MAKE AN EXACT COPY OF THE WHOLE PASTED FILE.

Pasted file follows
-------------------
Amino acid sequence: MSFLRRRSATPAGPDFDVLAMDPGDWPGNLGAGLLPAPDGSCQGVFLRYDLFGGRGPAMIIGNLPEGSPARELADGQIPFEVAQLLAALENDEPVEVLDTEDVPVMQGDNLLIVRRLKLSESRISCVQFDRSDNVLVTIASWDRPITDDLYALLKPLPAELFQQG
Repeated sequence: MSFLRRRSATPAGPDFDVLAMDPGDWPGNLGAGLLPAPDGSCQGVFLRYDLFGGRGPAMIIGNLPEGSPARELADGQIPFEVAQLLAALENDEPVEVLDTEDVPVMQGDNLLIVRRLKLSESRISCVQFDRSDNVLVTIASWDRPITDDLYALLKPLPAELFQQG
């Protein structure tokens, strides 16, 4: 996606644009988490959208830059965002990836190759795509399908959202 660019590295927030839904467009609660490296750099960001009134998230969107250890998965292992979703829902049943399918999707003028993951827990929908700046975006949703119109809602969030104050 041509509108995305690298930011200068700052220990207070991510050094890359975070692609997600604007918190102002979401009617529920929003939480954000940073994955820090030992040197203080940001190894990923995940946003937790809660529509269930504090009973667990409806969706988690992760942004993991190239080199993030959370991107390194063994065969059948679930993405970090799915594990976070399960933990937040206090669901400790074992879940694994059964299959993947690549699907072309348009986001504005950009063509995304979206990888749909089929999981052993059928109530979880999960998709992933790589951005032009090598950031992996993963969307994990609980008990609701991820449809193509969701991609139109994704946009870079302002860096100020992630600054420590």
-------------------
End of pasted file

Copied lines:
Amino acid sequence: MSFLRRRSATPAGPDFDVLAMDPGDWPGNLGAGLLPAPDGSCQGVFLRYDLFGGRGPAMIIGNLPEGSPARELADGQIPFEVAQLLAALENDEPVEVLDTEDVPVMQGDNLLIVRRLKLSESRISCVQFDRSDNVLVTIASWDRPITDDLYALLKPLPAELFQQG
Repeated sequence: MSFLRRRSATPAGPDFDVLAMDPGDWPGNLGAGLLPAPDGSCQGVFLRYDLFGGRGPAMIIGNLPEGSPARELADGQIPFEVAQLLAALENDEPVEVLDTEDVPVMQGDNLLIVRRLKLSESRISCVQFDRSDNVLVTIASWDRPITDDLYALLKPLPAELFQQG
């Protein structure tokens, strides 16, 4: 996606644009988490959208830059965002990836190759795509399908959202 660019590295927030839904467009609660490296750099960001009134998230969107250890998965292992979703829902049943399918999707003028993951827990929908700046975006949703119109809602969030104050 041509509108995305690298930011200068700052220990207070991510050094890359975070692609997600604007918190102002979401009617529920929003939480954000940073994955820090030992040197203080940001190894990923995940946003937790809660529509269930504090009973667990409806969706988690992760942004993991190239080199993030959370991107390194063994065969059948679930993405970090799915594990976070399960933990937040206090669901400790074992879940694994059964299959993947690549699907072309348009986001504005950009063509995304979206990888749909089929999981052993059928109530979880999960998709992933790589951005032009090598950031992996993963969307994990609980008990609701991820449809193509969701991609139109994704946009870079302002860096100020992630600054420590």